D.T. Pennington

Writer – Photographer – Creative Coach

Entertained to the Death of It

Maybe I’m trying to brag about it, or maybe this is some form of punishment wanted to ladle myself with, but I am in the middle of a slow, deep read of Infinite Jest. The initial goal was to “reclaim my brain,” but the dividends are paying out. I’ve read this book three times before, but this time it’s like an entirely new story is unfolding.

This time, and maybe because I’m taking this so damn slowly, might be the most satisfying read yet. This week I came across the conversation between the Canadian assassin and the American agent. At this point in the novel, the reader is becoming increasingly aware of a cassette tape that entertains its viewer to death – if they start watching, they are so entranced they ultimately lose all mobility and starve to death. It’s cute. 

The rhetoric between these two odd characters (oddities of which I have no time or space to go into here) culminates to an observation about the average American TV watcher (who, in the novel, watches the equivalent of tapes on a headset):

“Entertainment so fine it will kill the viewer….”Your freedom is freedom-from; no one tells your precious individual USA selves what they must do. It is this meaning only, this freedom from constraint and forced duress….How is there freedom to chose if one does not learn how to choose?” 

David Foster Wallace was fascinated by TV and TV culture. He claimed to have not owned one (I’d think he likely owned one, was sucked in so hard by it that he didn’t write for weeks, and was forced to leave it on the street corner with a battered “Free” sign taped to the top of it lest he lose his livelihood) but he still wrote a ton about them. In the months proceeding the release of Infinite Jest,  he published E Unibus Pluram: Television and U.S. Fiction in the Review of Contemporary Fiction (you can read a copy here).  In the essay he posits that we are all alone, together, in our collective voyeurism that television affords us (keep in mind, this was television circa the early 90s). 

“[W]atching people who don’t know you’re there as they go about the mundane but erotically charged little business of private life,” Foster lays the appeal of the voyeur, but “television does not afford true espial because television is performance, spectacle, by which definition requires viewership.” While TV watchers are idle – emotionless on the outside but feeling within (we hope) – it is the fiction writers who are the true creeps, the real voyeurs.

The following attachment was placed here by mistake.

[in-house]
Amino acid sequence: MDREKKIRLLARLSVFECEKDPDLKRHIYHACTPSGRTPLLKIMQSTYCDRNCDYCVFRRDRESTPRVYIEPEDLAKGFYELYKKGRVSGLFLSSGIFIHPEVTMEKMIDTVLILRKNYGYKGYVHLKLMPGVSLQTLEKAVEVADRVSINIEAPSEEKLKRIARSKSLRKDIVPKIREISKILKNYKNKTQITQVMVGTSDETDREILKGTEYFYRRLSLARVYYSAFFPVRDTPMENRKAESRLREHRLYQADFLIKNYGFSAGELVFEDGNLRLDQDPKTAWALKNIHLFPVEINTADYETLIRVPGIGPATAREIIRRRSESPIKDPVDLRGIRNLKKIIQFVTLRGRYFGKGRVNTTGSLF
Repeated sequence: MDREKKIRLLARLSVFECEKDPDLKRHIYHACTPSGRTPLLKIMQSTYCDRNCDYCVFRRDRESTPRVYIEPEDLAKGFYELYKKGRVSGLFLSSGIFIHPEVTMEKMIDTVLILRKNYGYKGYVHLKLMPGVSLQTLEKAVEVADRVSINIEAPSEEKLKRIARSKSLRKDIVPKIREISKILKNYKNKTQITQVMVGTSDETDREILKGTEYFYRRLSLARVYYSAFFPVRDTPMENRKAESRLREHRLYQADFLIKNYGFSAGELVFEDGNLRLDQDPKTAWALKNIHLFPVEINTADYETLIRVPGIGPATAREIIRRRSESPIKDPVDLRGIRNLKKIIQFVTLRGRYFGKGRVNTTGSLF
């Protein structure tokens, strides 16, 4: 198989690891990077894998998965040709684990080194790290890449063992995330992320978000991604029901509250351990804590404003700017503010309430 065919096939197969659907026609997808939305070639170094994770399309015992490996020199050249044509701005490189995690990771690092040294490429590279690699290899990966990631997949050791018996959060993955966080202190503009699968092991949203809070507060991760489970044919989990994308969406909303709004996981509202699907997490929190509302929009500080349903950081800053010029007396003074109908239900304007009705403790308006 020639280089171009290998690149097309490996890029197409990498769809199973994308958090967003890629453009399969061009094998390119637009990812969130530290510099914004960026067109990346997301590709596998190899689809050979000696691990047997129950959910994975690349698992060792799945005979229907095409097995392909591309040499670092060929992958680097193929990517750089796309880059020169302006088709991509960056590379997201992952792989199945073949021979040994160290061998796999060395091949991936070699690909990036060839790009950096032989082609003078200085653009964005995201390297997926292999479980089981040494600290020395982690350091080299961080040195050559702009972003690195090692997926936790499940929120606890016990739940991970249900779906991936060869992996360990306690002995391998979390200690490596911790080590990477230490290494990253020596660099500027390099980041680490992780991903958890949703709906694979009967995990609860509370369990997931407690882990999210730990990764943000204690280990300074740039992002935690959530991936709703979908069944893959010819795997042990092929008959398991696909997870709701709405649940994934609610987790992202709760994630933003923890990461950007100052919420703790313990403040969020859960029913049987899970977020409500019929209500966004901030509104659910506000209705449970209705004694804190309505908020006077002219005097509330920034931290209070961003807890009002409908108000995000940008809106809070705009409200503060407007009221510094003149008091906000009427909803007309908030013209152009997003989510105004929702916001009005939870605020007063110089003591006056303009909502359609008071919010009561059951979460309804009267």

A different dissection for another day, I suppose.

“Entertainment so fine it will kill the viewer” seems fitting in the year 2024, where no one is bored and nothing surprises anymore. If Foster avoided TV, lord only knows what he would have done in the age of YouTube and TikTok.1 This calls back to Amusing Ourselves To Death by Neil Postman. Published in 1985, this treatise to the rise of cable news compares the modern oppression of the American mind to Huxley’s Brave New World – where the citizens medicate themselves into a blissful state that makes it easy to rob them of their human rights. 

Postman says: “form excludes the content” and that the way our news is presented – through the talking heads, teleprompted, scripted, distilled version with commercials, theme music, and graphics reduces the news to entertainment. “Television is altering the meaning of ‘being informed’ by creating a species of information that might properly be called disinformation – misplaced, irrelevant, fragmented or superficial information that creates the illusion of knowing something, but in fact leads one away from knowing.” 

1985 – nearly 40 years ago – Postman saw our modern age coming. The age when our ability to chose, our freedom to make a choice, is worthless because do we know what to do with that kind of power? We can choose, but we don’t have the discipline to choose the right thing – and we never will so long as we cannot view things with objectivity.

The viewers of Entertainment can’t look away and their bodies rot while they watch TV. Why read a book when you can scroll through Instagram? Why read the history of the news report when the headline gives you just enough to keep up at social hour? Why have a salad when you can get the same (if not more!) calories from this heavenly cookie?

In his 2005 alumni address to the graduating class of Kenyon College – a speech since canonized as “This is Water,” Foster brings back this question of choice: 

Twenty years after my own graduation, I have come gradually to understand that the liberal arts cliché about teaching you how to think is actually shorthand for a much deeper, more serious idea: learning how to think really means learning how to exercise some control over how and what you think. It means being conscious and aware enough to choose what you pay attention to and to choose how you construct meaning from experience. Because if you cannot exercise this kind of choice in adult life, you will be totally hosed. Think of the old cliché about “the mind being an excellent servant but a terrible master.

-David Foster Wallace – This Is Water

This idea is nothing new and ever more relevant in our age of digital detoxes and celebrities who are famous for being famous. We know what we want, we have made that choice, and the only chance for improvement is a gritty dedication to your discipline. 

“Only in the printed word could complicated truths be rationally conveyed,” claimed Postman. The printed word is limited, it has to end, it has to make the kind of conclusion that can stand on its own, at the bottom of the page, where no one dares scroll. 

  1. That he took his own life just one year after the introduction of the first iPhone could be seen as prophetic. But, as cynical as I am, I’ll not detract from the serious consequences of untreated depression. ↩︎